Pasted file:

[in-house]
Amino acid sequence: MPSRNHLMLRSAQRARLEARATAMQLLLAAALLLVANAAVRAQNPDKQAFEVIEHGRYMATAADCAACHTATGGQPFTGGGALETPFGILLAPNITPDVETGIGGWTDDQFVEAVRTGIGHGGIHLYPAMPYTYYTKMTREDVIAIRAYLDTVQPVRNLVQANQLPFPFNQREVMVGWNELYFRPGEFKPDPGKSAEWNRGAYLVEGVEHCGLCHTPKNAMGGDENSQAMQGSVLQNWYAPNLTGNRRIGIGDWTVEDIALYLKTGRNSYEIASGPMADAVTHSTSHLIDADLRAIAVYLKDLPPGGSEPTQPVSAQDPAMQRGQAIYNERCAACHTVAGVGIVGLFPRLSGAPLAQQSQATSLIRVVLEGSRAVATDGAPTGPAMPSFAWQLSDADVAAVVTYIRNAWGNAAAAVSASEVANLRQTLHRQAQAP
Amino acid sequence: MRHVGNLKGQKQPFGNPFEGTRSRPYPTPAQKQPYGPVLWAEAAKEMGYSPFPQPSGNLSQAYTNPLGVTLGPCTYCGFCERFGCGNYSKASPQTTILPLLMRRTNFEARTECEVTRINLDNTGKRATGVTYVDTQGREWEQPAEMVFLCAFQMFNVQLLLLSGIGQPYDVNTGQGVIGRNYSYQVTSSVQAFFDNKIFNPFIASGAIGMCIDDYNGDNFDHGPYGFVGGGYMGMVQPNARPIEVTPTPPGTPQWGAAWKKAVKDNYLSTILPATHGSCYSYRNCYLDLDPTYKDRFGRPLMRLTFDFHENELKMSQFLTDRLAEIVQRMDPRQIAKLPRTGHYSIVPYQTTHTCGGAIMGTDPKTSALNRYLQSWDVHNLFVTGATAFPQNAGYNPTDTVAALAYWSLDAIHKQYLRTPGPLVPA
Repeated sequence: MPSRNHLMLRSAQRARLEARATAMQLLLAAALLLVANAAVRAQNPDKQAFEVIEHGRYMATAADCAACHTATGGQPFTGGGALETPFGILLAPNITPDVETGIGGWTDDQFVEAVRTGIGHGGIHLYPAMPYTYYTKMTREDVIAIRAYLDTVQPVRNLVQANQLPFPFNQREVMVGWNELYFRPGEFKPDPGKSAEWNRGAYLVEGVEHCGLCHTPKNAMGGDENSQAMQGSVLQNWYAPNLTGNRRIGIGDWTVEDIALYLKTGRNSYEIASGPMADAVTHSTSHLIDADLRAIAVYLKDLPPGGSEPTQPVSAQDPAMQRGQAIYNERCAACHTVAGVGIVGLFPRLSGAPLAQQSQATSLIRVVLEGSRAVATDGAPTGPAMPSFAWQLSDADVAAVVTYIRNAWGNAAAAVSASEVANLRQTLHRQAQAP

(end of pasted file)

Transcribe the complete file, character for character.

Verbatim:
[in-house]
Amino acid sequence: MPSRNHLMLRSAQRARLEARATAMQLLLAAALLLVANAAVRAQNPDKQAFEVIEHGRYMATAADCAACHTATGGQPFTGGGALETPFGILLAPNITPDVETGIGGWTDDQFVEAVRTGIGHGGIHLYPAMPYTYYTKMTREDVIAIRAYLDTVQPVRNLVQANQLPFPFNQREVMVGWNELYFRPGEFKPDPGKSAEWNRGAYLVEGVEHCGLCHTPKNAMGGDENSQAMQGSVLQNWYAPNLTGNRRIGIGDWTVEDIALYLKTGRNSYEIASGPMADAVTHSTSHLIDADLRAIAVYLKDLPPGGSEPTQPVSAQDPAMQRGQAIYNERCAACHTVAGVGIVGLFPRLSGAPLAQQSQATSLIRVVLEGSRAVATDGAPTGPAMPSFAWQLSDADVAAVVTYIRNAWGNAAAAVSASEVANLRQTLHRQAQAP
Amino acid sequence: MRHVGNLKGQKQPFGNPFEGTRSRPYPTPAQKQPYGPVLWAEAAKEMGYSPFPQPSGNLSQAYTNPLGVTLGPCTYCGFCERFGCGNYSKASPQTTILPLLMRRTNFEARTECEVTRINLDNTGKRATGVTYVDTQGREWEQPAEMVFLCAFQMFNVQLLLLSGIGQPYDVNTGQGVIGRNYSYQVTSSVQAFFDNKIFNPFIASGAIGMCIDDYNGDNFDHGPYGFVGGGYMGMVQPNARPIEVTPTPPGTPQWGAAWKKAVKDNYLSTILPATHGSCYSYRNCYLDLDPTYKDRFGRPLMRLTFDFHENELKMSQFLTDRLAEIVQRMDPRQIAKLPRTGHYSIVPYQTTHTCGGAIMGTDPKTSALNRYLQSWDVHNLFVTGATAFPQNAGYNPTDTVAALAYWSLDAIHKQYLRTPGPLVPA
Repeated sequence: MPSRNHLMLRSAQRARLEARATAMQLLLAAALLLVANAAVRAQNPDKQAFEVIEHGRYMATAADCAACHTATGGQPFTGGGALETPFGILLAPNITPDVETGIGGWTDDQFVEAVRTGIGHGGIHLYPAMPYTYYTKMTREDVIAIRAYLDTVQPVRNLVQANQLPFPFNQREVMVGWNELYFRPGEFKPDPGKSAEWNRGAYLVEGVEHCGLCHTPKNAMGGDENSQAMQGSVLQNWYAPNLTGNRRIGIGDWTVEDIALYLKTGRNSYEIASGPMADAVTHSTSHLIDADLRAIAVYLKDLPPGGSEPTQPVSAQDPAMQRGQAIYNERCAACHTVAGVGIVGLFPRLSGAPLAQQSQATSLIRVVLEGSRAVATDGAPTGPAMPSFAWQLSDADVAAVVTYIRNAWGNAAAAVSASEVANLRQTLHRQAQAP